Emily of New Moon, Season 1: This 1998, Canadian made television series followed on the heels of the successful Anne of Green Gables production, perhaps a bit misguidedly, as Emily was never as popular a series of novels as Anne. It is easy to compare the two properties, what with their vast similarities (Prince Edward Island, Orphans, aspiring writers), and Emily makes its best attempt to fill Anne's massive shoes. Michael Moriarty guests as Emily's doomed romantic of a father early on, and the cast is filled out in his absence with a stunning array of character actors including Phyllis Diller(!?!). The producers had thought it wise, apparently, to cast the younger version of sickly, brunette, grim Emily of the books with a rosy cheeked blond who grips her pet kitten while smiling sweetly at her mother's ghost. As the series progresses, this is corrected with Martha McIsaac's (of Superbad fame) black braids, a detail even a recent anime adaptation managed to get right from the start. Despite the brighter, 'American Girl' treatment, Emily of New Moon can not escape it's source material -- LM Montgomery's Gothy follow up to her famous Anne -- full of ghosts, shadows of death and insinuations to darker themes like murder, abuse and betrayal. All that considered this could have been a very exciting project indeed, but never fully takes advantage of its macabre potential. It's no wonder that audiences longing for another nostalgic, victorian, Anne of Green Gables-esq experience were put off by this cruel and disturbing view of turn-of-the-century Canadian life, while the low production values and the mundane script adaptation failed to grasp the more discerning viewer who might be unfamiliar with the original books. While I may seek out the other seasons as www.echobridgeentertainment.com releases them, I have a feeling that the Emily, Girl of the Wind animated series might hold my attention longer than this (assuming it ever gets a US release). The Japanese love LM Montgomery almost as much as Canadians do, apparently.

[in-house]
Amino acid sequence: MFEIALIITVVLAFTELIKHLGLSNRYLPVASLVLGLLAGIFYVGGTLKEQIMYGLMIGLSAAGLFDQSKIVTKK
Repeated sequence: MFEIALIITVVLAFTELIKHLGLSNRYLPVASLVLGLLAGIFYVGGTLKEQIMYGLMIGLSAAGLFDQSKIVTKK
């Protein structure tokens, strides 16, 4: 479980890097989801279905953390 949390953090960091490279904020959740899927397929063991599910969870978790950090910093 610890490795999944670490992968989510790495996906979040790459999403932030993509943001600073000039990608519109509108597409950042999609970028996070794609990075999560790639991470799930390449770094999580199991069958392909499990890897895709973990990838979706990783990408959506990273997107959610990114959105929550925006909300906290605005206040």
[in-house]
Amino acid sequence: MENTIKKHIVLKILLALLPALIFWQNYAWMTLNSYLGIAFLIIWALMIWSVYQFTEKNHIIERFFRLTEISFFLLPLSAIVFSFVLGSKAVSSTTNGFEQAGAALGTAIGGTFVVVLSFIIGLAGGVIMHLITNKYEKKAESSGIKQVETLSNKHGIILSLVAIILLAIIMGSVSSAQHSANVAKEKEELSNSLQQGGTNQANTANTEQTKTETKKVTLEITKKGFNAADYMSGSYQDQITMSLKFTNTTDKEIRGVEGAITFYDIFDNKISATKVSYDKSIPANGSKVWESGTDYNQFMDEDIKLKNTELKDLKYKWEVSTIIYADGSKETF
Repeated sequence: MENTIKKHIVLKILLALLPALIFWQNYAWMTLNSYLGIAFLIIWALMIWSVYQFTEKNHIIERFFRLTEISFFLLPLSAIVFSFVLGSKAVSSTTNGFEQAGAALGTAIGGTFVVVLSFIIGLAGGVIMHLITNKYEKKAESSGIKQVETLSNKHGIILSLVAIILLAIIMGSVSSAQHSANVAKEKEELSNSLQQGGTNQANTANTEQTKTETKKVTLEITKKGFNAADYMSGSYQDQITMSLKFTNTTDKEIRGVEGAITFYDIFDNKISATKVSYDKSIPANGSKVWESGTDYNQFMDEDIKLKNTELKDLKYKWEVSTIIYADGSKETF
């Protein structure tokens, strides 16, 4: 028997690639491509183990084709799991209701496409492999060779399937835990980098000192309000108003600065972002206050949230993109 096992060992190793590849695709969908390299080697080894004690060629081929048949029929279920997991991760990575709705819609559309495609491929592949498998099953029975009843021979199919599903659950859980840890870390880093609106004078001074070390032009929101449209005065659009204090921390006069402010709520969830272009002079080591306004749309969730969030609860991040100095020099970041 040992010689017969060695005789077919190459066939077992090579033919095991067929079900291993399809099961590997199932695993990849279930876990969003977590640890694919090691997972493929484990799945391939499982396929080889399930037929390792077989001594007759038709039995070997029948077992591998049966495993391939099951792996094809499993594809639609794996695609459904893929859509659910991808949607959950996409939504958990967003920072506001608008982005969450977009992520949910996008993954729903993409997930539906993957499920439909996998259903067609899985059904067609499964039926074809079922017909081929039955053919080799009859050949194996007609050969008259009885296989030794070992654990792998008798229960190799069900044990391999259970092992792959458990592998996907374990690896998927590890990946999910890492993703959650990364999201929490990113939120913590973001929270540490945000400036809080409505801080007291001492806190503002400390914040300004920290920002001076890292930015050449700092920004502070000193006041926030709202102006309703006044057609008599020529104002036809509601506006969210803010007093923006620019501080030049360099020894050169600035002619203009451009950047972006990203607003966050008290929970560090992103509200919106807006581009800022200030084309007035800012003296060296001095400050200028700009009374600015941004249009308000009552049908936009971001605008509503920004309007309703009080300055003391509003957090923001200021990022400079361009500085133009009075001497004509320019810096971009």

(It has been brought to my attention that this is pretty far flung from our normal viewing and reviewing, but hey -- inking comics can be mind numbing work that requires loads of bad TV and Cinema, and sometimes I need to get it out of my system, you lucky readers you! Hey I could wax poetic about watching Dawn of the Dead for the billionth time like every other movie blogger on the interwebs....)
Thursday, January 1, 2009
I'll admit to being easily drawn into historical epics and revisionist westerns, Mongol bridges both in it's approach to biographical/historic material. A bio-pic about Genghis Khan, from birth to height of adulthood. This Khazic co-production was directed by Russian born Sergei Bodrov with glorious, sweeping cinematography befitting of the subject matter. Nominated for best foreign film in 2008 it lost to German period piece The Counterfeiter. Tadanobu Asano stars as Temudjin (pre-Genghis) hereditary Kahn who's family was over thrown, and the young chief-to-be thrown into a life of slavery, escape and struggle before coming into his own. Throughout he is driven by the love of his life Borte played by newcomer Khulan Chuluun, who bears the children of other men, bargains with hostiles and always keeps the home fires burning for her husband, and more, the man she believes will change Mongol forever. As always Tadanobu Asano delivers a strong performance, but it is Chuluun who stands out in this stellar cast. In the wake of post-Soviet hits Nochnoi Dozer and Dnevnoy Dozer, the industry seems to be blossoming, at top speed no less, with big budget, FX savvy films, and I hope very much to see more of the same. I waited a while to get my mitts on Mongol and I was not disappointed.
(fancy image courtesy of the official movie site: http://www.mongolmovie.com/)